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Does Lower Birth Order Amplify the Association between High Socioeconomic Status and Central Adiposity in Young Adult Filipino Males?

Dahly, Darren L.; & Adair, Linda S. (2010). Does Lower Birth Order Amplify the Association between High Socioeconomic Status and Central Adiposity in Young Adult Filipino Males? International Journal of Obesity, 34(4), 751-9. PMCID: PMC2908417

Dahly, Darren L.; & Adair, Linda S. (2010). Does Lower Birth Order Amplify the Association between High Socioeconomic Status and Central Adiposity in Young Adult Filipino Males? International Journal of Obesity, 34(4), 751-9. PMCID: PMC2908417

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Objectives: To test the hypothesis that lower birth order amplifies the positive association between socioeconomic status and central adiposity in young adult males from a lower income, developing country context. Design: The Cebu Longitudinal Health and Nutrition Survey is an ongoing community-based, observational study of a 1-year birth cohort (1983).Subjects:970 young adult males, mean age 21.5 years (2005). Measurements: Central adiposity measured by waist circumference; birth order; perinatal maternal characteristics including height, arm fat area, age and smoking behavior; socioeconomic status at birth and in young adulthood. Results: Lower birth order was associated with higher waist circumference and increased odds of high waist circumference, even after adjustment for socioeconomic status in young adulthood and maternal characteristics that could impact later offspring adiposity. Furthermore, the positive association between socioeconomic status and central adiposity was amplified in individuals characterized by lower birth order. Conclusions: This research has failed to reject the mismatch hypothesis, which posits that maternal constraint of fetal growth acts to program developing physiology in a manner that increases susceptibility to the obesogenic effects of modern environments.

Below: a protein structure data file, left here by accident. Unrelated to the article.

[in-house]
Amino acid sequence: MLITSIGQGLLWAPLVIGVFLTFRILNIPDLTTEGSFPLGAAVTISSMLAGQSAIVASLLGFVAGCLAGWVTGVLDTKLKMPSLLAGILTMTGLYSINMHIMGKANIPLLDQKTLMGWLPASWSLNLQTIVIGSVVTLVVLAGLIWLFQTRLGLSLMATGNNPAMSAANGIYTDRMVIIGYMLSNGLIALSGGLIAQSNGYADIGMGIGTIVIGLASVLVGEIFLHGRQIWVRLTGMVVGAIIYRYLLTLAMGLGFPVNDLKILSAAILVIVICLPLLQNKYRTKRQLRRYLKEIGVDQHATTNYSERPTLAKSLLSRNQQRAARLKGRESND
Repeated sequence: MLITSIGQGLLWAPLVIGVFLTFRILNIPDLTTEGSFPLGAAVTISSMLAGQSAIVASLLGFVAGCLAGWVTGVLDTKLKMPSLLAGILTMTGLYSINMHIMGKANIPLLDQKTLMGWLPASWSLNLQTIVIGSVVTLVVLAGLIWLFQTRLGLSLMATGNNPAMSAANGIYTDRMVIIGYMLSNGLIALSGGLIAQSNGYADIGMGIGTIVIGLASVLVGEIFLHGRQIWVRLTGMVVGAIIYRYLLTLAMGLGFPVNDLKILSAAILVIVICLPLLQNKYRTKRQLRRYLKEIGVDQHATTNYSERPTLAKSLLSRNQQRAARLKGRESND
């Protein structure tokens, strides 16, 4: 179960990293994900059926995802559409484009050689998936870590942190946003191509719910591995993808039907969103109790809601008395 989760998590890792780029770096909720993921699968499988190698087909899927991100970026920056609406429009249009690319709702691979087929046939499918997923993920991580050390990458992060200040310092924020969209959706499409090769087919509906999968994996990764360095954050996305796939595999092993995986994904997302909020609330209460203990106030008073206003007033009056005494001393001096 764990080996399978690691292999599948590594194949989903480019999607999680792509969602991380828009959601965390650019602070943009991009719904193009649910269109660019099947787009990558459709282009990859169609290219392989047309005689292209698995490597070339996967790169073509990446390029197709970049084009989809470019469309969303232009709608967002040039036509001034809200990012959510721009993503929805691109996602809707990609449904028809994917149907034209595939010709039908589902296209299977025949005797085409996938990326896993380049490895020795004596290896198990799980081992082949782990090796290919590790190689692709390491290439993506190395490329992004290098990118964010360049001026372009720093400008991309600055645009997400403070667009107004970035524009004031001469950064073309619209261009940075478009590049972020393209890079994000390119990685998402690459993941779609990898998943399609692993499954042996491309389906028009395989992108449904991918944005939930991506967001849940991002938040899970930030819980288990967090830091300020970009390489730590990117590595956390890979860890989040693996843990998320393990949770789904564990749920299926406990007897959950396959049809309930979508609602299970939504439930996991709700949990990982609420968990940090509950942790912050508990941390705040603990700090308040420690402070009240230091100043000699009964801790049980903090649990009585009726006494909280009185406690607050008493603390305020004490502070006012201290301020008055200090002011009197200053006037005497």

JOUR



Dahly, Darren L.
Adair, Linda S.



2010


International Journal of Obesity

34

4

751-9







10.1038/ijo.2009.275

PMC2908417


49